BMO Financial Group

BMO Financial Group
BMO Bank of Montreal

BMO Bank of Montreal

February 16, 2012 08:00 ET

BMO Retirement Tips of the Day: Do Your Homework Before Starting a Business in Retirement & Avoid Spending Too Much, Too Early in Retirement

TORONTO, ONTARIO--(Marketwire - Feb. 16, 2012) - As the February 29th deadline approaches to make a contribution to a Registered Retirement Savings Plan (RRSP) and as part of its ongoing commitment to improving financial literacy, BMO Financial Group will be providing daily retirement tips during the month of February from BMO Retirement Institute Head Tina Di Vito's new book 52 Ways To Wreck Your Retirement…And How To Rescue It.

Tip Number 31:

Do Your Homework Before Starting a Business in Retirement

Canadians aged 55+ lead the country when it comes to starting new businesses. While Canada's boomers may have an entrepreneurial streak, there are some big risks they need to consider before starting a new business during retirement. These include:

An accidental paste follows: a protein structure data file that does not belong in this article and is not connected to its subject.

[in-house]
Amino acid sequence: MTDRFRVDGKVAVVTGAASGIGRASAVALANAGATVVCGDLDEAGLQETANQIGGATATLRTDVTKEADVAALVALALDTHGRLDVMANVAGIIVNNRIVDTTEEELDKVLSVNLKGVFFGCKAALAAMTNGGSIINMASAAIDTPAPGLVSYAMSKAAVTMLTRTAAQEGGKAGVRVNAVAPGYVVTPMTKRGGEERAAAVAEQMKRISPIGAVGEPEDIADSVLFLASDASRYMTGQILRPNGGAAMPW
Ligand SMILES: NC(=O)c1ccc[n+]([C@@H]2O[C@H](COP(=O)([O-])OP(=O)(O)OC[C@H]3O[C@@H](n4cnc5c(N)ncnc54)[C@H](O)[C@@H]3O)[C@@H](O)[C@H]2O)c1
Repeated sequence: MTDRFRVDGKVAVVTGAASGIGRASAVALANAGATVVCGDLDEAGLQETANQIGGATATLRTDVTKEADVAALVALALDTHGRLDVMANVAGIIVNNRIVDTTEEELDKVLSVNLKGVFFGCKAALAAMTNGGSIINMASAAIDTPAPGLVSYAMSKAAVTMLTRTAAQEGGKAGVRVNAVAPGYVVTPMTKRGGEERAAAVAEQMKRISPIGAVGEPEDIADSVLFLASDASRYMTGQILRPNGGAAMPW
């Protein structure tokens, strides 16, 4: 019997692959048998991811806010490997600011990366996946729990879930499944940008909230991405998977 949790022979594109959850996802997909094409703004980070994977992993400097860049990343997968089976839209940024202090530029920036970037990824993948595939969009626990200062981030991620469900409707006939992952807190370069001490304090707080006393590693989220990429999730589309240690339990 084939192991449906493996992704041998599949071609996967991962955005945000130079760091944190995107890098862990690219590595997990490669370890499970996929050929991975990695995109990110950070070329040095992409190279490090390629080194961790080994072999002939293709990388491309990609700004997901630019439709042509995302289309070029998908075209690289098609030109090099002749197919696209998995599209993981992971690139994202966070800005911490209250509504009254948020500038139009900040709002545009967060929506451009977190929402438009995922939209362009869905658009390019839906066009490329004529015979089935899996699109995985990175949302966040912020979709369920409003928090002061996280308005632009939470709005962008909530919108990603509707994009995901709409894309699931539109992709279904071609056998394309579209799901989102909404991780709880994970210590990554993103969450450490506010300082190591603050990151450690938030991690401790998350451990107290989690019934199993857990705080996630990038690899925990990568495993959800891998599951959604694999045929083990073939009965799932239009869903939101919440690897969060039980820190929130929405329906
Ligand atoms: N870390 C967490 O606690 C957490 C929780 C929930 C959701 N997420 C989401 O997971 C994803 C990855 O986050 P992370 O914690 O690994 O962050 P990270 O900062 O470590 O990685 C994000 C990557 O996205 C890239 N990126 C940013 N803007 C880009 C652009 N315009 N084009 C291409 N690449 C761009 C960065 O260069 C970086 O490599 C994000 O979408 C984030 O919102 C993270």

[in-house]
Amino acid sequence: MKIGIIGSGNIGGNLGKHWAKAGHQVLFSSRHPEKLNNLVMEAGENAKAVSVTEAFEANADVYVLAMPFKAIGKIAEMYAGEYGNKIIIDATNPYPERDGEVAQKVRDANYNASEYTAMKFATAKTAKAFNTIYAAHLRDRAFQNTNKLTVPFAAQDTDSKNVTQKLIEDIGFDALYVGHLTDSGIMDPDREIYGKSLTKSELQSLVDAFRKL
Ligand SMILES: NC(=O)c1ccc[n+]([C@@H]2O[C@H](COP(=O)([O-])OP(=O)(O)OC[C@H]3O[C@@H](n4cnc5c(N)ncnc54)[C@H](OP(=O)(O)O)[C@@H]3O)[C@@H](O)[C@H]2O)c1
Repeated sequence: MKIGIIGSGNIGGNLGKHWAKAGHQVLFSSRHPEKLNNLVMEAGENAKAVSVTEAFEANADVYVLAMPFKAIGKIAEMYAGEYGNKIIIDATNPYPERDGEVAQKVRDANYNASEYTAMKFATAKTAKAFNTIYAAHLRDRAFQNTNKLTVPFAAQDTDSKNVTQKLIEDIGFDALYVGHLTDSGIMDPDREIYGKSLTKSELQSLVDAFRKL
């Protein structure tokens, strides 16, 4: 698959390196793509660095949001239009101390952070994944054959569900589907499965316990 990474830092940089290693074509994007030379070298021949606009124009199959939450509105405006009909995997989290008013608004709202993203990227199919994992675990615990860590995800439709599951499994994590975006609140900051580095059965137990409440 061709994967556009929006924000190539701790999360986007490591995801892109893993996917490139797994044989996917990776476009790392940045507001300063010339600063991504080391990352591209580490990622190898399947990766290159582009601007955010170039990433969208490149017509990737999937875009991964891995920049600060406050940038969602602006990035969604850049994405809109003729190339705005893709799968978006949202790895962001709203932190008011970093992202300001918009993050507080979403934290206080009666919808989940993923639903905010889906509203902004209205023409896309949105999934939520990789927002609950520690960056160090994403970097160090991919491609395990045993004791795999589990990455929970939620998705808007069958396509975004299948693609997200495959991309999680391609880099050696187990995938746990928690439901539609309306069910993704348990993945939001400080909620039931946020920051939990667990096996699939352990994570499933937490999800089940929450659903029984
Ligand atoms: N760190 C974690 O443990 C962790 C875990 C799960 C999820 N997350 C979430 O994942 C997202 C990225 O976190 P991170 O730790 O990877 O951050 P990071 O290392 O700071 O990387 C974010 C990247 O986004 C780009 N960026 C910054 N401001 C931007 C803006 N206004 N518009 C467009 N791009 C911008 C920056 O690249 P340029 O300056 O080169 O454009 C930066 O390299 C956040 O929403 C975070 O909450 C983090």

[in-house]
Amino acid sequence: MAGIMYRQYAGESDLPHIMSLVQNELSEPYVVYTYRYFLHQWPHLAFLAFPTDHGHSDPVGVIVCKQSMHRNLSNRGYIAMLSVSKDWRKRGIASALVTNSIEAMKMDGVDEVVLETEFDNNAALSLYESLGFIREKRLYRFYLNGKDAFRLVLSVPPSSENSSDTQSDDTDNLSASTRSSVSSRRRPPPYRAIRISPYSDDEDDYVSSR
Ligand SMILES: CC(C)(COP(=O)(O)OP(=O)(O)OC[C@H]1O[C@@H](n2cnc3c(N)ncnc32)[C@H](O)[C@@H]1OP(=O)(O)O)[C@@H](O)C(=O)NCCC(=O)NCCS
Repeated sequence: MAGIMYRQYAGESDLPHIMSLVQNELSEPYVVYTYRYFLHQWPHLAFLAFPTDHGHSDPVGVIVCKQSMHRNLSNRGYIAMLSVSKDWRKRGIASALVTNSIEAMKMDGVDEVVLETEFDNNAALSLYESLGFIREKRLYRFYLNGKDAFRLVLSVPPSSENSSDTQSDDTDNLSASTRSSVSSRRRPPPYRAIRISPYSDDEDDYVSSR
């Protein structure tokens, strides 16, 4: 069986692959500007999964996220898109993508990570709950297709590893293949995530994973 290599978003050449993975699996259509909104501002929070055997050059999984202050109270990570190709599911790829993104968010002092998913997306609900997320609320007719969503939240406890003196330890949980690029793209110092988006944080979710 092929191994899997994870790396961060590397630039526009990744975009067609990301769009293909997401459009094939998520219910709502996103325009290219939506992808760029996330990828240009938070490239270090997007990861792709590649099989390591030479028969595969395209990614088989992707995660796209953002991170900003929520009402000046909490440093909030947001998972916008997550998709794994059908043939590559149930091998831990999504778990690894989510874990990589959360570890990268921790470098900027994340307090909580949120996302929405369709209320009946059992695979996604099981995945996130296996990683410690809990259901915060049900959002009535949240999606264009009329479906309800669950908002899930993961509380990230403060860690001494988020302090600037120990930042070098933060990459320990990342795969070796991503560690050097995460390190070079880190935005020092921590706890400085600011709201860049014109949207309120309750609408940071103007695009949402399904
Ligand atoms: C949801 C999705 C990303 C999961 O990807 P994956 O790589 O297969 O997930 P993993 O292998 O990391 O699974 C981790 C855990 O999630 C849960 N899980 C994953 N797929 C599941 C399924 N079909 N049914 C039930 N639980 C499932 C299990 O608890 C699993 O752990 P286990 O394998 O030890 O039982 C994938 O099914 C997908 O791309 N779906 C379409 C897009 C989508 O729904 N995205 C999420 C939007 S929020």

• Do you have the necessary skills or licenses to run the business? How long would it take to be qualified or get certified? Would you hire staff?
  • What initial funding is required for the start-up?
  • How will the business be structured (sole proprietor, partnership or incorporated)?
  • Is there a demand for your product or service?
  • Who are your competitors?
  • What are the location and time commitments?

Tip Number 32:

Avoid Spending Too Much Too Early in Retirement

Despite the excitement you might feel upon retirement, dipping into your nest egg too quickly can increase the chance that you will run out of money before you run out of time. Keep in mind that the different phases of retirement require different levels of planning, so plan your savings accordingly.

  • Early Phase: You are ready to do the things you've been putting off and are generally the healthiest in these years.
  • Middle Phase: This is usually the longest phase. You are realistic about how much time and money certain activities consume and have developed a routine.
  • Late Phase: Also known as the "slow years", your health or the loss of a partner prompts you to slow down and you will be spending money on home care or other services that did not need funding in the past.

For more information on retirement:

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